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Chicxulub Drilling debates, Is the Chicxulub crater the KT boundary killer or Not?

Geoff Carr

Science Editor

The Economist


IN SCIENCE, as in most fields of human endeavour, fashion plays a role. Two decades ago, evidence was discovered that the dinosaurs (and a great many other, less well-known, creatures) were exterminated by a collision between the Earth and an extra-terrestrial rock. The evidence came in the form of a layer of clay rich in iridium that appeared to be the result of such a collision. One decade ago, a crater that seemed to be the same age as this layer was identified in southern Mexico. Since then, it has become fashionable to look for evidence of impacts at the time of the other four so-called mass extinctions that the record suggests have happened since fossils became abundant 545m years ago. Conversely, alternative explanations for mass extinctions, such as the massive volcanic eruptions that often seem to coincide with them, have fallen out of fashion.

Fashion, however, is fickle, and those other explanations are once again jostling on the catwalk with the impact theory. Some of them were aired at the annual meeting of the Geological Society of America (GSA) held in Seattle during the first few days of November. Meanwhile, the evidence for a single huge impact which wiped out the dinosaurs is itself under attack. Those sniping at it are notóat least not yetóarguing that the impact theory is completely wrong. But they are arguing that the Mexican crater is not part of the story because, they say, it was made some 300,000 years before the dinosaurs disappeared.

Sudden impact

The chief heretics are Gerta Keller of Princeton University in America, Thierry Adatte of the University of Neuch*tel in Switzerland, and Wolfgang Stinnesbeck of the University of Karlsruhe in Germany. In April, they announced preliminary data to support their dissent at a conference in Nice. They have now published it in the Journal of Geological Society (the society in question being the British, rather than the American one).

The moment most people were persuaded that the dinosaurs were killed by an impact was when the crater in Mexico was shown to have been created 65m years ago, at the end of the Cretaceous period. This was when the iridium layer was formed (many extra-terrestrial rocks are far richer in iridium than those found on Earth, so a large impact that scattered the iridium seemed a reasonable conclusion to draw), and when the dinosaurs disappeared. But dating things as old as this, which is done by studying the products of radioactive decay, is not a precise science. An error of 300,000 years is not out of the question. This is where Dr Keller and her collaborators come in. They have convinced themselves that, wherever the iridium came from, it was not ejected by the Mexican impact.

Their evidence comes from the rocks of the Gulf of Mexico and the Caribbean that surround the crater. These contain small glass globules. No one disputes that these globules were formed from stuff melted and thrown into the air by the impact, because their chemical composition matches rock from the crater itself. Above the globules are several metres of sandstone, shale and limestone. Then comes the iridium.

The conventional explanation for this arrangement is that the glass fell to Earth first, then giant waves caused by the impact covered them with sediment, then iridium-containing dust settled out of the atmosphere over the course of a few weeks and formed the clay.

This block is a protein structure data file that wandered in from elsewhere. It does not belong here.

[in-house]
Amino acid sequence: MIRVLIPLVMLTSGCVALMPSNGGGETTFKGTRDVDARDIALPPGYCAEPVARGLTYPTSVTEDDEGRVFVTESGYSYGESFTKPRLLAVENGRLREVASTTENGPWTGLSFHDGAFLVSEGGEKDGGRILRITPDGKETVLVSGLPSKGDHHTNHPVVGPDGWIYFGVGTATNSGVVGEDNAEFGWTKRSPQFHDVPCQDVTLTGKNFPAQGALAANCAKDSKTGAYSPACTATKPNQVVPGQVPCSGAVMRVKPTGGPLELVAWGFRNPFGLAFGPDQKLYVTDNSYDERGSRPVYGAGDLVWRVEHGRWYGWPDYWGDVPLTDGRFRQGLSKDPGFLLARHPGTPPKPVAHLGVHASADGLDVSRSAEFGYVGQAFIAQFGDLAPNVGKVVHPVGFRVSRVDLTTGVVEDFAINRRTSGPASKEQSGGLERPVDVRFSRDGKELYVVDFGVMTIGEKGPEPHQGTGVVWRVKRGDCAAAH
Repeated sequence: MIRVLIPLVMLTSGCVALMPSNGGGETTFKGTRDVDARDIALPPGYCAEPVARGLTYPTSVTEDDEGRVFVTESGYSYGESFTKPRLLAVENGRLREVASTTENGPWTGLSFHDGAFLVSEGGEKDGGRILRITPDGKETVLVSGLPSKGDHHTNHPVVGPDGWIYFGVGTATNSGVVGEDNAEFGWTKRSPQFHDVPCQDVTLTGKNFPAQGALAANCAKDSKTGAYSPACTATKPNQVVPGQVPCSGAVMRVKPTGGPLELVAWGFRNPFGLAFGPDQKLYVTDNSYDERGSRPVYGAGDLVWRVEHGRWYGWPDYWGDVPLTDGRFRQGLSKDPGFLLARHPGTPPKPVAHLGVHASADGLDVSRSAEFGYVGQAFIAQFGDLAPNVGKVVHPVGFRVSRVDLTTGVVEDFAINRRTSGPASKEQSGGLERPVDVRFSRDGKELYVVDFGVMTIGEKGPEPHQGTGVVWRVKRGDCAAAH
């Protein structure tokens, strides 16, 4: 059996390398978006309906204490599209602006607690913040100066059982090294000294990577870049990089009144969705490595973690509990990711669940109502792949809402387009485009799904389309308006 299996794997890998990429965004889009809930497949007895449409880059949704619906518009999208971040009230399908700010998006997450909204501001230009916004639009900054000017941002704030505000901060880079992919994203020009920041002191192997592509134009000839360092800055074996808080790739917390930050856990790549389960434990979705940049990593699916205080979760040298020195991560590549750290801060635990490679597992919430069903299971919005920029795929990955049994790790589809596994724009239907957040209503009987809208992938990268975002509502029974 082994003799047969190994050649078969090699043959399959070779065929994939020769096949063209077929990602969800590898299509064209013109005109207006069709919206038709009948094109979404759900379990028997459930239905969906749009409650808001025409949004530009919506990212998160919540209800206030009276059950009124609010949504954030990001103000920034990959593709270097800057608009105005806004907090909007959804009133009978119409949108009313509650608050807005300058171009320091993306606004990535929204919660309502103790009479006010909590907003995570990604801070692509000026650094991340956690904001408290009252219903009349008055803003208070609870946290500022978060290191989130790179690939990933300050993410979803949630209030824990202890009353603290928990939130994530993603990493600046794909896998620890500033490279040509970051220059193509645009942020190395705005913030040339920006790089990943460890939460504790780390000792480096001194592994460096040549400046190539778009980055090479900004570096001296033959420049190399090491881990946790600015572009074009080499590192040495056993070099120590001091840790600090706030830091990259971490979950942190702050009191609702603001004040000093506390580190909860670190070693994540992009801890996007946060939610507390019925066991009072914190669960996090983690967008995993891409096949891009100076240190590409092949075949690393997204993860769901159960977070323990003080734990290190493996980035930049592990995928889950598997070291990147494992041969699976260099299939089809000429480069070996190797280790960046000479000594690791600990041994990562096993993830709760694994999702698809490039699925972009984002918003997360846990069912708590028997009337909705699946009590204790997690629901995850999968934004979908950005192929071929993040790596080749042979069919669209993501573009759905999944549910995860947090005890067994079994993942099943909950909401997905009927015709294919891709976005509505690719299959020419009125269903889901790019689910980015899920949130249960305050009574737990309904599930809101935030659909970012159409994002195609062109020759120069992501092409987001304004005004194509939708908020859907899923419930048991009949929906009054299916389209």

Dr Keller, however, contends that the sandstone, shale and limestone layers were deposited over a long period of time. Her evidence is that many of these layers contain animal burrows that seem to start at the surface of the layer, suggesting that the layer in question had been buried subsequently. She has also found several layers of globules. She is not suggesting that these came from different impacts (they are all chemically similar to one another), but rather that the sediments have been "reworked", perhaps by subsequent mudslides. That, again, would have taken time.

Most tellingly, she says that rock cores taken recently from the crater itself show a band of sediment above the impact that contains fossils of tiny creatures that became extinct only at the end of the Cretaceous. This band also contain several layers of a mineral called glauconite, each of which would have taken tens of thousands of years to form.

Putting all this together, she suggests the Mexican impact happened 300,000 years before the end of the Cretaceous. The iridium, and the end of the dinosaurs, she believes, were caused by another impact whose crater has yet to be located.

Naturally, not everyone agrees with this interpretation of the data. Jan Smit, of the Free University in Amsterdam, is particularly critical. It was he who first came up with the giant-wave explanation for the layers of sediment between the glass globules and the iridium.

According to Dr Smit, the multiple layers were the result of waves from the impact sloshing around in the primitive Caribbean and passing over individual sites several times. And the microfossils in the sediment over the crater are either misinterpretations of material that has recrystallised over time, or were washed in from nearby rocks just after the crater was formed. He points out that rocks from contemporary swamps in North America show little separation between the glass globules and the iridium. It is also unlikely that two impacts as big as the one that caused the Mexican crater and the one that spread iridium around the world would occur within 300,000 years of each other. But, of course, it is not impossible.


Look here for the Yaxcopoil-1 core segment 793.85 to 794.60 m: the transition of the impact to post-impact crater infill,

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